, a car-buying referee, is streamlining the car deal, helping buyers to sidestep the frustration that goes along with negotiating the sale of a new or used car.
The idea was hatched in LA by Mike Pena after he suffered through a sale with his brother. Together with CMU student Todd Medema Autoref was born. The company, which got a boost from CMU's Project Olympus and Greenlighting Startups, is currently in Alpha Lab where a team of seven is poised to expand the service nationwide through more than 5,200 participating car dealerships.
While there is no obvious shortage of car-buying websites out there, none of them actually seals the deal, explains Michael Bailey of Autoref. The website not only gives buyers a no-obligation final offer, guaranteed for 72 hours, but offers financing through the dealership.
And AutoRef is free. AutoRef customers report spending an average of 45 minutes at dealerships compared to three hours without the site, says Bailey. Customers who have purchased vehicles through the Autoref report saving an average of 11 percent off the sticker price.
And dealerships and car salesman love it.
“One of the biggest annoyances in the car industry is to have a customer come in, shop around, test drive, and then leave and never come back,” says Bailey. “Salespeople work on commission. Often they’ll waste half their day and have nothing to show for it.”
Here's how it works. Buyers select the make and model of the car and provide their zip code. The site then offers a list of available vehicles at participating dealers in the region. Buyers can compare models, view a Carfax report, view images and ask questions.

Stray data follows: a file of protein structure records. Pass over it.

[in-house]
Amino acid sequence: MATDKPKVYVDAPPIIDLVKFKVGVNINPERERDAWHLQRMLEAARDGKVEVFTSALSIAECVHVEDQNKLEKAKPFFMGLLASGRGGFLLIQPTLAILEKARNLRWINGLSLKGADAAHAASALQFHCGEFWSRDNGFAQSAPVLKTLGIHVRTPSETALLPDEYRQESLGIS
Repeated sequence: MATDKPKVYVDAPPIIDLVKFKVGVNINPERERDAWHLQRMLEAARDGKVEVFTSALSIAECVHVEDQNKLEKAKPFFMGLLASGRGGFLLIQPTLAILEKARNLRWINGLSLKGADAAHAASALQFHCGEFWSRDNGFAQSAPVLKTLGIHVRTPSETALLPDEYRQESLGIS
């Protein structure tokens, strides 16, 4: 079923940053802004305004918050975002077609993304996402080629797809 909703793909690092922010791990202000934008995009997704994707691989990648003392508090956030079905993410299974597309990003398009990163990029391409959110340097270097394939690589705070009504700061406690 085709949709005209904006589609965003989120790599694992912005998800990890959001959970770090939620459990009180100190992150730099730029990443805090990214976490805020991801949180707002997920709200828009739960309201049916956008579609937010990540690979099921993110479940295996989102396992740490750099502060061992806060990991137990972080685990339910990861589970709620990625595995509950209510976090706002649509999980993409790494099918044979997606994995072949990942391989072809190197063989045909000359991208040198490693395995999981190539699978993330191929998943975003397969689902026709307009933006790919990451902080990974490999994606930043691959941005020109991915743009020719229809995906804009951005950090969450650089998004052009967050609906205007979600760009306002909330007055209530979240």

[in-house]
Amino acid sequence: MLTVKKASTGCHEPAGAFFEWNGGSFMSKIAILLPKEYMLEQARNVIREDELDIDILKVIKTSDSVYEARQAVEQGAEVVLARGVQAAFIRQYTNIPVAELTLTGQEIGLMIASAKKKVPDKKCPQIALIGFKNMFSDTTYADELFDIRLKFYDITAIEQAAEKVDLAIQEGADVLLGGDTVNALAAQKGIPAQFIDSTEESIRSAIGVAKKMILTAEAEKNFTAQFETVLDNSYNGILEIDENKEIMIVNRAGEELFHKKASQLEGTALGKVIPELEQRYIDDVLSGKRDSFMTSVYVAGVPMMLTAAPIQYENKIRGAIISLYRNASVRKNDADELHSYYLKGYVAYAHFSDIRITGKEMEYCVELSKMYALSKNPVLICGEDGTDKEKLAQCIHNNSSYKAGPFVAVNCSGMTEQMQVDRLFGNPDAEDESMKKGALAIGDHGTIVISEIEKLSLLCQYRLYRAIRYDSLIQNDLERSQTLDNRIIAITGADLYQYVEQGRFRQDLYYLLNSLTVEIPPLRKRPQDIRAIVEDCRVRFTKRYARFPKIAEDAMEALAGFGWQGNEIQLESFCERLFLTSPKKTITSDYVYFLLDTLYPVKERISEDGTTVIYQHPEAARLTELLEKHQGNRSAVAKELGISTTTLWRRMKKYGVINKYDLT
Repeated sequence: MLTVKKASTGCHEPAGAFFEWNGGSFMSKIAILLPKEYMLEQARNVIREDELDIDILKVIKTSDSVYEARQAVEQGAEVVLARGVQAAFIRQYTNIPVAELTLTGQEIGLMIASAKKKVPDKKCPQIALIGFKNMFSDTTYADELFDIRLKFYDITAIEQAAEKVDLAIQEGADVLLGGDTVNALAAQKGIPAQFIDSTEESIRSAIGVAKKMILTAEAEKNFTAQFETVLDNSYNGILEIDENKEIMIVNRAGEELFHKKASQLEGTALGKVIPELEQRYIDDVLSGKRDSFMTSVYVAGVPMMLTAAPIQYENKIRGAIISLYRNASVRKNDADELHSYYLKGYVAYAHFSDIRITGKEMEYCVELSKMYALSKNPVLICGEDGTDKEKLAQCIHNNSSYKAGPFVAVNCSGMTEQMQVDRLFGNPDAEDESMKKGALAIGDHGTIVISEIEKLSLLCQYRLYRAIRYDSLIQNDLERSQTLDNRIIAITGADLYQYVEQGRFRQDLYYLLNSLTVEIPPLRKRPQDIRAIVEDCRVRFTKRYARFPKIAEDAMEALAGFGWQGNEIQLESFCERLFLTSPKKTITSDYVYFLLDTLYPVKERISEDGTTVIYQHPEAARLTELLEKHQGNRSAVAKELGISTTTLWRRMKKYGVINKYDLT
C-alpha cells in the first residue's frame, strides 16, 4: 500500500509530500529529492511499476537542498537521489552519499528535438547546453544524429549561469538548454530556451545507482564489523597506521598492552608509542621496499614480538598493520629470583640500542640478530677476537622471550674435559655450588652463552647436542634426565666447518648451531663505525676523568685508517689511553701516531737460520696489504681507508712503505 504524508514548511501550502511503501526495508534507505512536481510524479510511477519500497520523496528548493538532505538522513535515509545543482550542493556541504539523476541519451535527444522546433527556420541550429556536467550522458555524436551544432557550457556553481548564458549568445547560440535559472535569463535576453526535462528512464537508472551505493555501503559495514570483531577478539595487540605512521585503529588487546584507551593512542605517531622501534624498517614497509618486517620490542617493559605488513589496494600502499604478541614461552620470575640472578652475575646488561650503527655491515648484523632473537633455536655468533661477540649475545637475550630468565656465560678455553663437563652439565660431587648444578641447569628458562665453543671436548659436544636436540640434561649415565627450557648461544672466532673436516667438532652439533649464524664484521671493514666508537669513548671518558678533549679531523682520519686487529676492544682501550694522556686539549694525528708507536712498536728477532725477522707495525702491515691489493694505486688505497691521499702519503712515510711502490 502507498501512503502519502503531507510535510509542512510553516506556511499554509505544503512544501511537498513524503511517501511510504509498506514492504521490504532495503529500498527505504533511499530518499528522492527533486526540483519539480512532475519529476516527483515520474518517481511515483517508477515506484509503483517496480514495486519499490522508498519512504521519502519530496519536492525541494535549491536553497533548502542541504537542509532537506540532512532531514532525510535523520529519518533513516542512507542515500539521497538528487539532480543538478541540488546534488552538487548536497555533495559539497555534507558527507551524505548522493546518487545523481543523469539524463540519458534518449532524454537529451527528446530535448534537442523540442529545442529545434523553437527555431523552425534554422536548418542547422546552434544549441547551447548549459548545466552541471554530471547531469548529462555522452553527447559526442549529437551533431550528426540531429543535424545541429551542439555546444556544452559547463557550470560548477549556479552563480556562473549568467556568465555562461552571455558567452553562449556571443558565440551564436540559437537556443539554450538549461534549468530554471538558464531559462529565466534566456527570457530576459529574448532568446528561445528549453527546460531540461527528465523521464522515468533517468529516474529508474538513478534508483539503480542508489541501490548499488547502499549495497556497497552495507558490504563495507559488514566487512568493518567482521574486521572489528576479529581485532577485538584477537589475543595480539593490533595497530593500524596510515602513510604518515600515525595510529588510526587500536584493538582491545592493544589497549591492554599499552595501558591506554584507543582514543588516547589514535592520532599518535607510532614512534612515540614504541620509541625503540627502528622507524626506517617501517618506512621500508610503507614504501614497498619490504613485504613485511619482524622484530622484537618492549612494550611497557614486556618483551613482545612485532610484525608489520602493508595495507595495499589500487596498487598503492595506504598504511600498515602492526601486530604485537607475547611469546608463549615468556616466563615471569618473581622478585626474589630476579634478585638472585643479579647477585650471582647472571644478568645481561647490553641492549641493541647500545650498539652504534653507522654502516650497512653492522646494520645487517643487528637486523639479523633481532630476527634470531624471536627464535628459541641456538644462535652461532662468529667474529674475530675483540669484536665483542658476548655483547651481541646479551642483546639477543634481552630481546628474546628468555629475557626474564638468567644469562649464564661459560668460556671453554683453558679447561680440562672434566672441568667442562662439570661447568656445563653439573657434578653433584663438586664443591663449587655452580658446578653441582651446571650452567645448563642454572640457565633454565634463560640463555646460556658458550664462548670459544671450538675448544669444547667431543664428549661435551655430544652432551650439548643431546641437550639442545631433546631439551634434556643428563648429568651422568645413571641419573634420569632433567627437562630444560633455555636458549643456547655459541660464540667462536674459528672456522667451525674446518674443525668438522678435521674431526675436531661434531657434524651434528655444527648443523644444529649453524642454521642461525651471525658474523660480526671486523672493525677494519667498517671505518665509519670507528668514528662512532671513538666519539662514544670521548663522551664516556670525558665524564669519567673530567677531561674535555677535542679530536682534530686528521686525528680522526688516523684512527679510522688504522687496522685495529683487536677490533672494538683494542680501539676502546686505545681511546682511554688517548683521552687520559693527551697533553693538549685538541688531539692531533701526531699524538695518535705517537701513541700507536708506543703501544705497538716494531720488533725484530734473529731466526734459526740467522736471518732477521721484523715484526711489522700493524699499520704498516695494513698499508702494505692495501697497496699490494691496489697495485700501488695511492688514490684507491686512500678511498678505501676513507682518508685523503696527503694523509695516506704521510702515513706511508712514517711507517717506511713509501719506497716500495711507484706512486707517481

Selected cars then go into your “garage” and up to three cars may be submitted for an offer, with or without dealership financing. AutoRef currently isn’t able to negotiate with a trade-in, but that feature is coming soon, Bailey says.
When offers are received, usually within a day, buyers have 72 hours to visit the dealers, test drive the cars and respond. In this writer’s experience, the prices on the new cars dropped at by at least $2000 while a used car, which was priced fairly to begin with, stayed the same.
One of the keys behind the pricing is dealers have the ability to see what other dealers are offering on the same deal. Autoref receives a commission on every car sold.
“Dealers are used to people coming in and saying ‘the guy down the street can give me a better price,’” says Bailey. “This way dealers can see exactly what the other dealers are offering.”
The company plans to expand significantly this fall and is looking for five to 15 people for its sales and tech team.
Writer: Deb Smit
Source: Michael Bailey, Autoref